2) Media and Political Issues

I am ashamed to observe that most of the medical community, and in particular the psychiatric community, has not had the courage to comment on political factors which have led to immense, needless, catastrophic suffering for individuals, economies, and the world as a whole.  

Prior to 2021, Canada's southerly neighbour was afflicted by a devastating failure of leadership.  We are afraid to comment, as professionals, about psychopathic and narcissistic traits accompanied by staggering incompetence, ignorance, self-absorption, affective instability, almost continuous lying, and callous disregard, in a major political leader.  It does not require advanced therapeutic insight to see this--the behaviours were in plain view on almost a daily basis for years.   I am reminded of a cartoon or fantasy villain, with a team of minions, not unlike the villain from a "Batman" movie or a Tolkien novel, with just as much power, though with less intelligence or criminal aptitude.   I am also reminded of a caricaturized bully character from film, such as "Biff" from "Back to the Future."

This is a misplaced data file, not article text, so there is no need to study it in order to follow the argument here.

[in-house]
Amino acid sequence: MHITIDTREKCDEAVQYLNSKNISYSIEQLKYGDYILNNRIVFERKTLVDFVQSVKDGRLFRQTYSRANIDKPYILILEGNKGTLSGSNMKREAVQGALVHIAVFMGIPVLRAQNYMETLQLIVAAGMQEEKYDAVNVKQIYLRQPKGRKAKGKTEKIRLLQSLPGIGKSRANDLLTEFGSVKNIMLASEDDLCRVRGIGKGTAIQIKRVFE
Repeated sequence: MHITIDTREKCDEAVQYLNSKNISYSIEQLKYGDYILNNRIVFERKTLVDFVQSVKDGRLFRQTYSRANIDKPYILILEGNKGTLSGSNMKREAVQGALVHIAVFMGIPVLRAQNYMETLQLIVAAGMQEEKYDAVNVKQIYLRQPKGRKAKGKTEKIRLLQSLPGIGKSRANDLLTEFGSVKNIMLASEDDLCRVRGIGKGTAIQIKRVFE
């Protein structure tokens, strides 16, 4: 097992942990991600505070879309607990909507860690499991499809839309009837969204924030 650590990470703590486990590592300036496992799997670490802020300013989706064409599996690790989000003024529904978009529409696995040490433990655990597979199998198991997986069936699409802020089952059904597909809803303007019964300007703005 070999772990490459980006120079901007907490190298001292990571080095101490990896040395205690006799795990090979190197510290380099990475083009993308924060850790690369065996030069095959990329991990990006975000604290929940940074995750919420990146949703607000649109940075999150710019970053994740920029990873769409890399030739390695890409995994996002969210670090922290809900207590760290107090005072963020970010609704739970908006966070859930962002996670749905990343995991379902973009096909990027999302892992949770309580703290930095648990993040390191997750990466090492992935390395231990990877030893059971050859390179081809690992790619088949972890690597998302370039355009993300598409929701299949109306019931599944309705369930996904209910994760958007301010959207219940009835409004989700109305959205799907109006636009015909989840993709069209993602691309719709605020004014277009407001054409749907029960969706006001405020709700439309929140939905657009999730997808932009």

If similar behaviour had been going on in the partner of one our patients, I am quite certain we would come out and at least speculate directly about this with our patient, with a message of stern warning In this case, the "patient" is an entire nation, and the "partner" is an extremely unstable, abusive leader, but one whose demagoguery and propaganda have allowed a significant segment of the population to remain devoted, as though members of a death cult, sometimes to a fanatical degree. 

There has been a devastating barrage of misinformation and propaganda that has caused a bizarre politicization of simple community health measures.  In part, I attribute this directly to the leader, whose egregious incompetence and callous disregard has allowed what could have been an inspired, ingenious response from one of the world's great countries to devolve into utter chaos, madness, and mass death.  This behaviour has affected not only the US but the whole world.  The world's response to COVID has been set back greatly, because the world's leader in advanced medicine and scientific research has been suppressed, languishing in a cloud of needless chaos.